Capital punishment has emerged as the hot topic of this political season. Once a debate over "cruel and unusual punishment," the talk now has shifted its focus onto the possibility of mistaken executions. We are told that the prospect that even one innocent victim might be wrongly executed is enough to abolish the death penalty or at least to impose a moratorium until a more reliable system can be constructed.
That is exactly the line Illinois Gov. George Ryan took in February, when he placed a "temporary" ban on executions in his state until the matter could be studied further. "There is no margin for error when it comes to putting a person to death," he said.
Adding fuel to the fire is a much-ballyhooed study by James S. Liebman of Columbia Law School, which alleges that nearly two-thirds of all death sentences are overturned because of "serious, reversible error." Liebman and company conclude that the death penalty system is "collapsing under the weight of its own mistakes."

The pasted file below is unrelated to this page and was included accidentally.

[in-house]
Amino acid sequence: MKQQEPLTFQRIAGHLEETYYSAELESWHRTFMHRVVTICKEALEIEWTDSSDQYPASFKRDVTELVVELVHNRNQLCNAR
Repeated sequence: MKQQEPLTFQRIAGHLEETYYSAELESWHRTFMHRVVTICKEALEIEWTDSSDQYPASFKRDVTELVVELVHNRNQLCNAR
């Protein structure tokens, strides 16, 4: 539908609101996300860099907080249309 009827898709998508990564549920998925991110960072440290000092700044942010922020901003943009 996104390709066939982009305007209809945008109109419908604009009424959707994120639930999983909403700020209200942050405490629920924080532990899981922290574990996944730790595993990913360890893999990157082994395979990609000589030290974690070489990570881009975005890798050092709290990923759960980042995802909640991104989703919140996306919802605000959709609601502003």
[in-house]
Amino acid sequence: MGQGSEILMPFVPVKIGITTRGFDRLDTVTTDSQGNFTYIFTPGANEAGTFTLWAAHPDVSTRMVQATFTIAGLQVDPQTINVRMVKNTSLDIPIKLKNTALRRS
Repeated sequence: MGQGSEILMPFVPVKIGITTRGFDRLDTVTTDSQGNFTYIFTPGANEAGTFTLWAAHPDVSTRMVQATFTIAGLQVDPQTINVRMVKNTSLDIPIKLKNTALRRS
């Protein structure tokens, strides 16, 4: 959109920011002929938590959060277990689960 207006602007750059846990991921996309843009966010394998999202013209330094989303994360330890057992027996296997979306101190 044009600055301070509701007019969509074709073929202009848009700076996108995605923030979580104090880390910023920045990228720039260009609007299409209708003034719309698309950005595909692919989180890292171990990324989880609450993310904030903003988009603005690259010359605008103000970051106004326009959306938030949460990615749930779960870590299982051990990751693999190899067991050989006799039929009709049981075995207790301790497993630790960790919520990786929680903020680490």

Is it really?
Claremont Institute senior fellow Edward J. Erler and political scientist Brian P. Janiskee set aside the New York Times and the Washington Post interpretation of the Liebman study and decided to read it for themselves. They conclude that there is less to the Liebman study than meets the eye.
"In fact," Erler and Janiskee demonstrate in an article published in Investor's Business Daily on Wednesday,
"Liebman's study doesn't document a single instance where an innocent victim was executed."
Erler and Janiskee argue that Liebman's study is flawed in its statistical sample and its method. "In calculating the reversal rate, the study includes any reversal of a death sentence, even if that sentence was later restored by the courts," they note.
What about incompetent defense lawyers? Erler and Janiskee point out that courts often have arbitrary and contradictory definitions of "incompetence."
We invite you to read "Study Fails to Prove that Death Penalty is Unfair" by Edward J. Erler and Brian P. Janiskee.